Source: Bahá’í International Community
The Bahá’í International Community has been studying the Islamic Republic of Iran's government activities against the Bahá’ís of Iran for the past 40 years. Their last statement, dated July 8, 2021, has submitted information about the increased Iranian government's misinforming and inciting hate against the Bahá’ís of Iran and the Bahá’í Faith through official and semi-official sources. There are 170 years of history of Muslim Shiite Clergy spreading rumors and misinformation and incite the public against the Baha'is in Iran. However, the government of Iran has changed its tactics since its first attempts forty years ago. Then they secretly kidnapped many Bahá’í scholars in Iran or directly attacked the meetings of the National and local spiritual assemblies, which are elected representatives by Bahá’ís for running their affairs. As a result, more than 250 Bahá’ís were killed during the first few years of the Islamic Republic of Iran's reign. At that time, the Islamic revolutionary government had no concerns about Human Rights. Still, as they realized the reaction of the world governments and human rights agencies against their unsightly actions, they started to move their activities underground and not so direct. However, the Iranian government still does not consider itself accountable for human rights violations, and if they respond to a question regarding these violations, it is usually pointless and unfounded. In the past few years, they have been misinforming the public by online websites under names like "study of sects," "Bahaism in Iran," or even "Databases of Computer Research Center of Islamic Sciences." As a result, a significant reaction from the head of the states and people against these activities prompted a public outcry on social media channels with the hashtag "Iran without hate." Below is a copy of the statement by the Bahá’í International Community;
GENEVA—8 July 2021—
The Baha’i International Community is calling for the Iranian government to be held accountable for its campaign of hate speech against the Baha’is in Iran. In recent months, the four-decades long state-sponsored campaign of hate speech and propaganda has reached new levels, increasing in both sophistication and scale. This has provoked fresh concerns for the rights of the Baha’is in Iran, as history shows that flagrant violations of human rights often take place in a climate of hate and disinformation.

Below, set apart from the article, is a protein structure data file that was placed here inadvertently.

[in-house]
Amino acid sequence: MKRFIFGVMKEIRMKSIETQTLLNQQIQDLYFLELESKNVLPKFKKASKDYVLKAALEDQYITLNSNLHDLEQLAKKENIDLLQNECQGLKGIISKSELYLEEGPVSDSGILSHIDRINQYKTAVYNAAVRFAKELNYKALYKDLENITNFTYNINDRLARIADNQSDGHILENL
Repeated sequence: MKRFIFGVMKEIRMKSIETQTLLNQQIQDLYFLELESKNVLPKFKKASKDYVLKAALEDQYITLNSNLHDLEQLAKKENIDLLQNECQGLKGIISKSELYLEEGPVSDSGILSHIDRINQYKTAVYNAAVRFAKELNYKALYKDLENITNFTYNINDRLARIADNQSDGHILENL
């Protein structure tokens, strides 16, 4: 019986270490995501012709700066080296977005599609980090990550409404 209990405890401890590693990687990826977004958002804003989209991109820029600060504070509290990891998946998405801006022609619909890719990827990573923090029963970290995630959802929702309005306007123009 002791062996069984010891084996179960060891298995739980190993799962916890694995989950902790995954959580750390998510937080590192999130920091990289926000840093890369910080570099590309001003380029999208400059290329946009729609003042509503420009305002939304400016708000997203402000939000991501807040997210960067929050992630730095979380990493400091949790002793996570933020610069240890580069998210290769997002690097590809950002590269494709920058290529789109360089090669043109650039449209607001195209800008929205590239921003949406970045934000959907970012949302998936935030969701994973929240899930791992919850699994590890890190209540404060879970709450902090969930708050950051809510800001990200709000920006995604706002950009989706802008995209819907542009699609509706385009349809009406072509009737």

The Baha’i International Community has been tracking anti-Baha’i propaganda in Iran over the decades and has, in recent months, witnessed an expansion in the machinery of hateful propaganda targeting the Baha’is. The unfolding strategy to demonize the Baha’i community is reflected in a growing and coordinated network of hundreds of websites, Instagram accounts, Telegram channels and Clubhouse rooms, with content such as “Baha’is are unclean and enemies of your religion”, “Associating with Baha’is is banned”, “Purchasing any goods from a Bahá’í store is forbidden”, as well as “The modern ‘Human Rights’ is a big lie,” and many others. These platforms have been producing hundreds of thousands of pieces of disinformation reaching millions of Iranians. A BIC publication, “Inciting Hatred,” offers a more detailed analysis of this 40-year media campaign against the Baha’is.
The websites and social media channels are compounded by videos, print newspaper articles and other written media, books, seminars, exhibitions, graffiti and fatwas from both official outlets and others sponsored by the government but purporting to be independent.
“History is replete with the victims of grievous crimes incited by hate speech,” says Diane Ala’i, Representative of the Baha’i International Community to the United Nations in Geneva. “We are concerned that the increasing spread of disinformation targeting the Baha’is may signal a severe increase in the persecution meted out against them.”
Spreading falsehoods has been a central weapon in the Iranian government’s assault against the Baha’is since the 1979 Islamic Revolution. The goal is to demonize the Baha’is and to try to provoke public hatred for the community, thus justifying crimes against them, a very common tactic used by oppressive governments throughout history.
The Iranian government does not recognize Baha’is as a religious minority and, as such, Baha’is have neither the right to legally appeal against these statements nor are they permitted to respond and present their own case to their fellow Iranians.
António Guterres, the United Nations Secretary-General, in his 2019 Plan of Action to Combat Hate Speech(link is external), says that “[h]ate speech is a menace to democratic values, social stability and peace. As a matter of principle, the United Nations must confront hate speech at every turn. Silence can signal indifference to bigotry and intolerance, even as a situation escalates and the vulnerable become victims.”
Incitement to hatred is prohibited under international treaties that Iran itself has ratified, such as the International Covenant on Civil and Political Rights.
“Iran has consistently ignored its international obligations, and it is time that it is held to account for inciting hatred and committing countless human rights violations against the Baha’is with impunity.” says Bani Dugal, the Baha’i International Community’s Principal Representative to the United Nations. “Hate crimes always begin with words. Let us not allow history to repeat itself.”